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Charitable giving: The role of framing and information


We investigate how different levels of information influence the allocation decisions of donors who are entitled to freely distribute a fixed monetary endowment between themselves and a charitable organization in both giving and taking frames. Participants donate significantly higher amounts, when the decision is described as taking rather than giving. This framing effect becomes smaller if more information about the charity is provided.

Introduction and overview

According to “Giving USA 2022: The Annual Report on Philantrophy for the Year 2021”, Americans devoted as much as $ 484,85 billion to charity in 2021 [1]. Unlike coercive redistributive measures, charitable giving is a voluntary process of two-sided matching in which the potential donor is free to give (or not) while the intended recipient is free to accept gifts (or not) [2]. However, the voluntariness of the process of charitable giving does not resolve all ethical and regulatory issues of protecting the autonomy of donors that may arise in charitable giving [3].

For instance, as numerous empirical (experimental) studies have shown, the setting of default options, which come into effect when individuals fail to make an active choice, may be of crucial importance for choice outcomes and their legitimacy [415]. The default setting, such as ‘donate’ as the default option, can often lead to higher donation levels. However, when individuals make an uninformed decision triggered mainly by the default setting rather than by information [16], the voluntariness of the donation may not adequately protect donor autonomy. There exists a trade-off between increasing donations through default settings (manipulation of the choice architecture) and maintaining the legitimacy of charitable giving as an informed choice.

Such a trade-off remains applicable when considering a more subtle way of influencing donation decisions: framing the choice situation. In our study, we investigate experimentally how this trade-off can be mitigated or potentially avoided in a framework where we manipulate the choice description rather than the choice architecture. Following [17] we apply a design that is based on a standard dictator game [18, 19]. As in all games of this kind, in our experiment the dictator is entitled to dispose of a fixed monetary amount. Keeping the action set of the dictator invariant, we vary, both, the information concerning the recipient and the description of the decision with which the dictator is confronted. The allocation decision is once described as passing on a monetary amount ‘intended’ for the dictator (giving frame) and once as not passing on a monetary amount ‘intended’ for the charitable organization (taking frame) [20].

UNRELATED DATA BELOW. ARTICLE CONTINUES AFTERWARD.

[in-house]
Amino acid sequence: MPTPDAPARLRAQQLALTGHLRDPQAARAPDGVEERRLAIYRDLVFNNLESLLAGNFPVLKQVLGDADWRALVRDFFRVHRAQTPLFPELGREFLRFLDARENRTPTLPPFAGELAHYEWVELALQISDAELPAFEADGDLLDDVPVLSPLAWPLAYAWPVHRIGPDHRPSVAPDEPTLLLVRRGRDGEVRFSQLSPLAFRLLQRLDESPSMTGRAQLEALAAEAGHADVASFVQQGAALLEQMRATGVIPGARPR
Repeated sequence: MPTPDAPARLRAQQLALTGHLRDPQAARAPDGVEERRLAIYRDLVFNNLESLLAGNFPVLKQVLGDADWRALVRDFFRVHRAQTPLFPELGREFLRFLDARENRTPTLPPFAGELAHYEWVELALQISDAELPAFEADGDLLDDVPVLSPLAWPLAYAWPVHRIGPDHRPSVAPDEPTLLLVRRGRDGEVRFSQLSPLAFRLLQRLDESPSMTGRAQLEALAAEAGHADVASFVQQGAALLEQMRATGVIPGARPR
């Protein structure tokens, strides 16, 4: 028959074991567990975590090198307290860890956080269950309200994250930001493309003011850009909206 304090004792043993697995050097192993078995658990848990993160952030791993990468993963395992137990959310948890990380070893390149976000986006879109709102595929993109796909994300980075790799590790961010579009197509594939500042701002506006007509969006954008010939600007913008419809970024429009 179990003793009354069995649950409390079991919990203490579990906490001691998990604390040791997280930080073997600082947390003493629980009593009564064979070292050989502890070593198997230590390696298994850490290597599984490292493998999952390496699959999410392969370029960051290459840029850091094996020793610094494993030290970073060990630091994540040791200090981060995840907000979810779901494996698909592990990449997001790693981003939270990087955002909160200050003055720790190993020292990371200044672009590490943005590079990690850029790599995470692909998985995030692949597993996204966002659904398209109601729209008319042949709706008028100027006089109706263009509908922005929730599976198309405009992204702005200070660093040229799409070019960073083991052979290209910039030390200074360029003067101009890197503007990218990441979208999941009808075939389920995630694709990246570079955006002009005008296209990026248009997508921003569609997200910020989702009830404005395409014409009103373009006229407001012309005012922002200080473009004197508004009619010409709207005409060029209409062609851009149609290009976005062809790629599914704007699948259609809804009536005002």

In our experiment, the recipient is the International Federation of the Red Cross and the Red Crescent (IFRC), a charity that is relatively unknown among German students, particularly those who participated in the study. Employing a 3x2 design, we vary the level of (positive) information provided about the charity (noinfo; someinfo; muchinfo) and the framing (GIVE; TAKE).

Our findings show that describing the allocation decision as taking increases donation compared to characterizing it as giving; the influence of framing decreases as participants receive more information about the charity. Specifically, across all three information regimes, we observe significantly higher donations with the taking frame than with the giving frame. Furthermore, as the information level increases from noinfo to someinfo and from noinfo to muchinfo, we observe a significant increase in donations within the giving frame. Conversely, within the taking frame, we find no significant differences in donations between the information regimes.

Modeling strategy and background

Previous results of elementary dictator game experiments in giving/taking frames

Previous experimental studies present a mixed and inconclusive picture regarding the impact of moving from a giving to taking frame in the dictator game. While some studies involving charitable giving find no effect [17], others [21, 22] report higher donations to charities under the taking frame. Similarly, studies with student participants as recipients show conflicting results, with some observing no framing effect [2326] and others finding higher transfers to the recipient under the taking frame than under the giving frame [2730].